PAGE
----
Mental health startup Cerebral's problems continue to mount as the Federal Trade Commission is now investigating the company's business practices, the Wall Street Journal reported Tuesday.
According to a letter the FTC sent the company that was reviewed by the publication, the agency said it was investigating whether Cerebral engaged in deceptive or unfair practices related to advertising or marketing of mental health services. The letter also directed the company to preserve documents, the WSJ reported.
The FTC is seeking information related to any programs where Cerebral continues to bill customers a subscription fee until the customer cancels, also called “negative option programs," according to the WSJ article.
In a statement provided to Fierce Healthcare, a Cerebral spokesperson said the company is cooperating with the FTC and has no additional comment.
Cerebral, which has a valuation of $4.8 billion, launched in January 2020 and grew rapidly, propelled by increased demand for behavioral health care services during the pandemic. The startup banked $300 million in a series C round in December, boosting its valuation to $4.8 billion.
The FTC’s Civil Investigative Demand comes as Cerebral also is mired in a DOJ investigation into its prescribing practices and "possible violations" of the Controlled Substances Act. Last month, Cerebral Medical Group received a grand jury subpoena from the U.S. Attorney’s Office for the Eastern District of New York. The Controlled Substances Act regulates the distribution of potentially addictive medicines like Adderall and Xanax.
"To be clear, at this time, no regulatory or law enforcement authority has accused Cerebral of violating any law," the company said in a statement regarding the subpoenas.
The company is under increased scrutiny from regulators and legislators. Congressional investigators want the U.S. Drug Enforcement Administration (DEA) to probe startups that offer prescription medications online, Bloomberg reported last week.
In a letter to the DEA, the chairman of the House Committee on Oversight and Government Reform asked the DEA about mental health startups such as Cerebral, calling the company’s business and prescribing practices “manipulative” and “aggressive,” according to a copy of a letter seen by Bloomberg.
"The Committee respectfully requests information from the Drug Enforcement Administration to ensure you are focused on catching bad actors who take advantage of the current permissive regulatory structure,” committee Chairman Gerald Connolly said in the June 6 letter, Bloomberg reported.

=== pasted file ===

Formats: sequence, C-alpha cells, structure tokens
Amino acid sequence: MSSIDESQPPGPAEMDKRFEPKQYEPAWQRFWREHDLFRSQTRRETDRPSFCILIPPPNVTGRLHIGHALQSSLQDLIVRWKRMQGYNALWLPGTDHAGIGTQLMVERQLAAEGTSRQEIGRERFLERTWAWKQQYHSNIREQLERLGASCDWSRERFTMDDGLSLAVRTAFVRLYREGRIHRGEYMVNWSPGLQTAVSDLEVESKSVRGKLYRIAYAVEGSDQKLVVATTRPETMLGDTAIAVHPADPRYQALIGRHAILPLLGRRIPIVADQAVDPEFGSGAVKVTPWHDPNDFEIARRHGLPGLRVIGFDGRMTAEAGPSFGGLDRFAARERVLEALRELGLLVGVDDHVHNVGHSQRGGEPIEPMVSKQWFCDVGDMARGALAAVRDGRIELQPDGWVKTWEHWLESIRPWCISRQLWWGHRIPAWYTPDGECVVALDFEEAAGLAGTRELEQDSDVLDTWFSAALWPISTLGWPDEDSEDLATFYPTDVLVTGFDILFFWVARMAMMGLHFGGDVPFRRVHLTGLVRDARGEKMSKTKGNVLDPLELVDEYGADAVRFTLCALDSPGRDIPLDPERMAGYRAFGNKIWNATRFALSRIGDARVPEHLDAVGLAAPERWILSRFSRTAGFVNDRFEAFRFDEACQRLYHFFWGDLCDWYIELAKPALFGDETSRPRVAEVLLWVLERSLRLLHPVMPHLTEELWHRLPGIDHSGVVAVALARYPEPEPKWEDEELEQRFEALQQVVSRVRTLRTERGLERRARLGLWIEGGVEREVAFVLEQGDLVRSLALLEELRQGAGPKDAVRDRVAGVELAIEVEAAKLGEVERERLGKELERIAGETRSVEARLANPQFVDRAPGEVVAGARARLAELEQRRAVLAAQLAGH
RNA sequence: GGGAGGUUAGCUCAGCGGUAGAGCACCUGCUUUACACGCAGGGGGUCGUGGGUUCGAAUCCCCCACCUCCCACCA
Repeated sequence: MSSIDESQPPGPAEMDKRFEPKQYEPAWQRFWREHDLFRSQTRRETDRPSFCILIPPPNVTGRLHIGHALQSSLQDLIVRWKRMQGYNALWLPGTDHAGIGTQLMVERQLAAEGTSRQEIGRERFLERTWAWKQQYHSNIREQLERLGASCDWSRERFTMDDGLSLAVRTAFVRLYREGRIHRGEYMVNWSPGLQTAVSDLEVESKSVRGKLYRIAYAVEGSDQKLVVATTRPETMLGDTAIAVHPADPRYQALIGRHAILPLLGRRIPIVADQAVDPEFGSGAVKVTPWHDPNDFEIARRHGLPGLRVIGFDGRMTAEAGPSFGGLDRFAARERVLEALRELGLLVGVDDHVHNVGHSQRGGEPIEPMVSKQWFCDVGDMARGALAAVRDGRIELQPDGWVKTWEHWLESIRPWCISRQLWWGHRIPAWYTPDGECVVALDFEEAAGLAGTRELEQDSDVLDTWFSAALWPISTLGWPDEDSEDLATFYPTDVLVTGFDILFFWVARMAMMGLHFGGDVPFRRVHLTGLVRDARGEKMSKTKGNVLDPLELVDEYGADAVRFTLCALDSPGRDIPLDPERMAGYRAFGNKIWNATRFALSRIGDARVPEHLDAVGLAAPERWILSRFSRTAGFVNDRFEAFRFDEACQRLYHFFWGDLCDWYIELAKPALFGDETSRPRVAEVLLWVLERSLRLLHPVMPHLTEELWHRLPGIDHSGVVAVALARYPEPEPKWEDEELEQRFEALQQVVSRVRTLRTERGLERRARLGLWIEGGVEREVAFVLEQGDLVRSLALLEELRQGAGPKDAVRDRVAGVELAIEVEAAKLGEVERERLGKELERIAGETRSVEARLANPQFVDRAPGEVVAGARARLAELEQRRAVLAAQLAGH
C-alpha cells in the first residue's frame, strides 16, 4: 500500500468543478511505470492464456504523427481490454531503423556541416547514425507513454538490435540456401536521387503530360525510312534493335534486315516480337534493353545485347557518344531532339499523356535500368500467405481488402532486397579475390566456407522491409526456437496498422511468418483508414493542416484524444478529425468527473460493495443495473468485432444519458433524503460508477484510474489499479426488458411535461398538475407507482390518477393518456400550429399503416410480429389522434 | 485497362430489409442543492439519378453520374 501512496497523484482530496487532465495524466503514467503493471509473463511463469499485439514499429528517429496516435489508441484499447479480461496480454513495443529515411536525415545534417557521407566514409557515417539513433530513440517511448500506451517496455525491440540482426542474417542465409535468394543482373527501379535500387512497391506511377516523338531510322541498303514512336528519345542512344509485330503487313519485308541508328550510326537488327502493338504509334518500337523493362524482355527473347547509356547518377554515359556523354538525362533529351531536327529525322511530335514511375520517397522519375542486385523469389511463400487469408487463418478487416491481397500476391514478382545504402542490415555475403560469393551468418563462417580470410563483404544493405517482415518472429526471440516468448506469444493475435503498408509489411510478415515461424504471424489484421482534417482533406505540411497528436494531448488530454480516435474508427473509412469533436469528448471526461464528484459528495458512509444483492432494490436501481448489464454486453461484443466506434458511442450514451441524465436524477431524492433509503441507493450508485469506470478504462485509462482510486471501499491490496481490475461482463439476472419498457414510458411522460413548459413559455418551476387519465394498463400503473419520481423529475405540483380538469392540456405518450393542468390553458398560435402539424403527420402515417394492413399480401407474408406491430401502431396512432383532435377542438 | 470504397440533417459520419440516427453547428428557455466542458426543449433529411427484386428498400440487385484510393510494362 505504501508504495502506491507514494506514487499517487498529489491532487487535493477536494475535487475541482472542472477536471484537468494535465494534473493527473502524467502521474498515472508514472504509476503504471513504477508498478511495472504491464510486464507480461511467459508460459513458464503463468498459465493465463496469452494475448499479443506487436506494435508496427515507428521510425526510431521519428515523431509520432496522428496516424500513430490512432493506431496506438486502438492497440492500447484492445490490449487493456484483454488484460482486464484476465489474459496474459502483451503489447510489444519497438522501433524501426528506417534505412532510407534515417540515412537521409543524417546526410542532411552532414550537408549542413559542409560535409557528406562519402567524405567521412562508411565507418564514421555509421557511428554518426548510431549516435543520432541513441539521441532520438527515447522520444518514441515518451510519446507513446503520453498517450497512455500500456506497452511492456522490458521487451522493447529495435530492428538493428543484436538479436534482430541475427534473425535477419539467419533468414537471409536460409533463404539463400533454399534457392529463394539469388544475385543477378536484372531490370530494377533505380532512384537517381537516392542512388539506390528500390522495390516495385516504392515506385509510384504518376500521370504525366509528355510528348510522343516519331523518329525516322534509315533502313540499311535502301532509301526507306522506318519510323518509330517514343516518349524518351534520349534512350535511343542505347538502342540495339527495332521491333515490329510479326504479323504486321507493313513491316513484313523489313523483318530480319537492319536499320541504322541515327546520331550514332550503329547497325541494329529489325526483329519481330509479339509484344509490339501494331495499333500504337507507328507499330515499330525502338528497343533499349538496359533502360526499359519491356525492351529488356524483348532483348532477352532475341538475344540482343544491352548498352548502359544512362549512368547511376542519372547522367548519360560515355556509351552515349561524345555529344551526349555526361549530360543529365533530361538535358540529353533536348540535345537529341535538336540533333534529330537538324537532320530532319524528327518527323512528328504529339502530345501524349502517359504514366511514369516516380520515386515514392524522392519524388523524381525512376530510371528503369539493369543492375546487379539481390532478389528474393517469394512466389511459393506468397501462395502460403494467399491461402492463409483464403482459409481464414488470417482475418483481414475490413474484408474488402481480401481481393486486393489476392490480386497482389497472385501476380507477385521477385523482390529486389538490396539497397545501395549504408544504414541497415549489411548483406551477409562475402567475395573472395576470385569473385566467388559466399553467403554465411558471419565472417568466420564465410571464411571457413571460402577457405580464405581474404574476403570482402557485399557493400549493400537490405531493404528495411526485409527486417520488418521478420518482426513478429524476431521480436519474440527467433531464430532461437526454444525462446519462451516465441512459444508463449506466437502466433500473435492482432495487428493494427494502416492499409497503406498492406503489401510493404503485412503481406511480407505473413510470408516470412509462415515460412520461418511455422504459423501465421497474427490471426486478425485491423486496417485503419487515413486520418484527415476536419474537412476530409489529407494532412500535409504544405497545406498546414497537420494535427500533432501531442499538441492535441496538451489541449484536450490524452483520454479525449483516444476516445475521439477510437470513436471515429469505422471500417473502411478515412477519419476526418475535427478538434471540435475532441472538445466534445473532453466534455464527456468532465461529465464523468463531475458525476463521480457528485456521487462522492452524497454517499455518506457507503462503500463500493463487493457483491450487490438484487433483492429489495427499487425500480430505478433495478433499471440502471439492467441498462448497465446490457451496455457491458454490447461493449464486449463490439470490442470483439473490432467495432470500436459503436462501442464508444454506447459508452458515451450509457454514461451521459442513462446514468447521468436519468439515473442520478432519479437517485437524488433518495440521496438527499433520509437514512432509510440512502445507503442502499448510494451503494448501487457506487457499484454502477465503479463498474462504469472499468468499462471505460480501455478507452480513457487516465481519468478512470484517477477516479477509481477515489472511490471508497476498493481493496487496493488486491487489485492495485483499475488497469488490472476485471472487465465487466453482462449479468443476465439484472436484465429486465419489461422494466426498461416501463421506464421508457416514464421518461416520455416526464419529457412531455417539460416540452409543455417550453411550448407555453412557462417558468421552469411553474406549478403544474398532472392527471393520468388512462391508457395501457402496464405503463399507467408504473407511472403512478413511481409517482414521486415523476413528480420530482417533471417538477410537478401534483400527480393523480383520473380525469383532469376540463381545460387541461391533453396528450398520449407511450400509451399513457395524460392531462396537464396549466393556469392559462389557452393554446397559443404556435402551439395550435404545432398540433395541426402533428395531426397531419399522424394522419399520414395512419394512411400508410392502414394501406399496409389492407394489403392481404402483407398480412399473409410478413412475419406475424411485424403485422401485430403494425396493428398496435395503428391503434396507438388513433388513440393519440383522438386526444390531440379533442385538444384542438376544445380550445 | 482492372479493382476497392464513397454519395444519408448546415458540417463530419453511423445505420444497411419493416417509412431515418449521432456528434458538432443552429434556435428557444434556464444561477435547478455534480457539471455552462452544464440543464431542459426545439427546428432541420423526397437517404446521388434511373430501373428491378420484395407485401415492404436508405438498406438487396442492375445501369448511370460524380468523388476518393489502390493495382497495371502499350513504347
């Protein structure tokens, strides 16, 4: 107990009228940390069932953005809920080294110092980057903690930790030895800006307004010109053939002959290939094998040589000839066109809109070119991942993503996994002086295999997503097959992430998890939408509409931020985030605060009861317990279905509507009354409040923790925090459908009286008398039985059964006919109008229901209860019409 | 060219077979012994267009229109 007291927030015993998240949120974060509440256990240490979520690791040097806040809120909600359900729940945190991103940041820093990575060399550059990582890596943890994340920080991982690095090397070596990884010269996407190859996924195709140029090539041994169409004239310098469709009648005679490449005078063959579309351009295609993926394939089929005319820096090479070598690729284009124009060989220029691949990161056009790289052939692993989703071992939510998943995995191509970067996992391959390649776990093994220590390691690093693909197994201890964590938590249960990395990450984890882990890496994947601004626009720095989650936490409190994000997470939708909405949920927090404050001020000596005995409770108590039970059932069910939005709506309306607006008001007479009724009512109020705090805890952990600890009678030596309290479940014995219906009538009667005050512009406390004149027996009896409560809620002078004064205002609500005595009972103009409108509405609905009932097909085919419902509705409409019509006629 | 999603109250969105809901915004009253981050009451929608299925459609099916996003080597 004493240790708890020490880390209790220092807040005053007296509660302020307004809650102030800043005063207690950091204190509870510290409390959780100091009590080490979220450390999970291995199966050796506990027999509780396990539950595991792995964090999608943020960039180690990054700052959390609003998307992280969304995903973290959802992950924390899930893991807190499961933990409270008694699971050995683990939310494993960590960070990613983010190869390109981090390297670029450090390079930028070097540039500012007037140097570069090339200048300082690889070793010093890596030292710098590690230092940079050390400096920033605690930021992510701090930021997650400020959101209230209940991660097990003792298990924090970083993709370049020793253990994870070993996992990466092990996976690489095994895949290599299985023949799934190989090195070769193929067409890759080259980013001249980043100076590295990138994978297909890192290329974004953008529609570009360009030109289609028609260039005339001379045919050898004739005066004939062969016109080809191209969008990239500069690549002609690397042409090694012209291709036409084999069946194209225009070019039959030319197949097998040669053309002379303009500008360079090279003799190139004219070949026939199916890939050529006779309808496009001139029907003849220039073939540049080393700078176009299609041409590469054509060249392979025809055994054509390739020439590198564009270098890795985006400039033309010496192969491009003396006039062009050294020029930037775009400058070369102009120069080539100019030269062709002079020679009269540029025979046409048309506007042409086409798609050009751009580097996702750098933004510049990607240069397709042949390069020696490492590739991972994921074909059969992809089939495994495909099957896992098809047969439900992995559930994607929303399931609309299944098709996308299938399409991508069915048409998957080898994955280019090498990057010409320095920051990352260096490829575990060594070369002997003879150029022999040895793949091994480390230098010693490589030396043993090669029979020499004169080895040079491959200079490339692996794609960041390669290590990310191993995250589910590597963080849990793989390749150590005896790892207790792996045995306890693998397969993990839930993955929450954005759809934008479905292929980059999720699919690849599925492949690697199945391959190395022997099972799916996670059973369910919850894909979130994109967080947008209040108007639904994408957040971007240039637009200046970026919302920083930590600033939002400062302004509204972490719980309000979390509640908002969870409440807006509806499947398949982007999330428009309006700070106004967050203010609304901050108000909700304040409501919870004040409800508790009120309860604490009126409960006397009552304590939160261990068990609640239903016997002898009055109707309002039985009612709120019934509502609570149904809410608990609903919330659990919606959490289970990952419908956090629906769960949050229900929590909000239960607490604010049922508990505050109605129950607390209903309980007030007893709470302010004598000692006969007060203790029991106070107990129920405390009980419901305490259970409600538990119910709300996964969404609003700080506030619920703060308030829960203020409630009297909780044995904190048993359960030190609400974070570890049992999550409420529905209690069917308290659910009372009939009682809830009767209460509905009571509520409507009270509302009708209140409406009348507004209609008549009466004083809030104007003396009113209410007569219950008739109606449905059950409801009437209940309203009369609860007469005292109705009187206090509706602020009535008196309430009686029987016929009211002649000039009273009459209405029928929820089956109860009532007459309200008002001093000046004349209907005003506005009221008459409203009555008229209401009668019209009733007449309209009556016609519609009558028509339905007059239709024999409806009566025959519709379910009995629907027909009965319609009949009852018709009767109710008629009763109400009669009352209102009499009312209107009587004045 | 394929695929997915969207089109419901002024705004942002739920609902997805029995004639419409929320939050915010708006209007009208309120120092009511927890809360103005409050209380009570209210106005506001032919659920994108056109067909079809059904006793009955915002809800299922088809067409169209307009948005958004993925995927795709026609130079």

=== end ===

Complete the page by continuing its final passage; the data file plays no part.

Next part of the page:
The embattled startup Cerebral is now cutting back staff as part of an effort to restructure its operations. In an emailed statement earlier this month, a Cerebral spokesperson said the company's leadership team is launching an organizational review aiming to simplify Cerebral's structure, reinvest in its core business and "double down on quality" to make the company more efficient.
"This process will necessitate difficult decisions to restructure our operations, most notably the closure of a certain number of roles within the Cerebral team. Our top priority is to approach this process with empathy, fairness, and transparency, ensuring we treat our team members with the dignity and benefits they deserve," the spokesperson said in the statement.
Cerebral provides comprehensive, online mental health services for depression, anxiety, PTSD, attention-deficit/hyperactivity disorder (ADHD), bipolar disorder and a range of other conditions.
Along with the controversy and investigations, many pharmacies have stopped filling prescriptions for controlled drugs ordered by providers who work for Cerebral and Done Health, another telehealth company, and some insurance companies have kicked Cerebral out of network.
Insider's Rebecca Torrence reported that UnitedHealth Group's Optum behavioral health network notified Cerebral providers that they are being removed from the network in August, citing an Optum spokesperson. The network provides services for Optum and UnitedHealthcare members.
Aetna, the health insurer owned by CVS Health, is taking Cerebral providers out of its networks as of August 21, Torrence reported.
These are all hefty challenges for the company's new CEO, Dr. David Mou, who was previously the startup's chief medical officer and replaced previous CEO Kyle Robertson.
In May, the company's board voted to replace Robertson, a co-founder of the startup.
Problems started for the well-funded startup after a former executive filed a labor lawsuit alleging that Cerebral fired him after he complained about the company's prescribing practices. Matthew Truebe, former vice president of product and engineering at Cerebral, claims that the company "egregiously put profits and growth before patient safety," including overprescribing medications for ADHD.
Prior to that, Cerebral faced increased scrutiny from the media about its prescribing practices, particularly for controlled drugs used for the treatment of ADHD.
In an effort to right the ship, the company announced last month a number of initiatives to "drive more sustainable growth and sustainable." Among the initiatives, the company plans to review internal practices and policies to enhance clinical safety and quality of care and reinforce responsible marketing, executives said in a press release.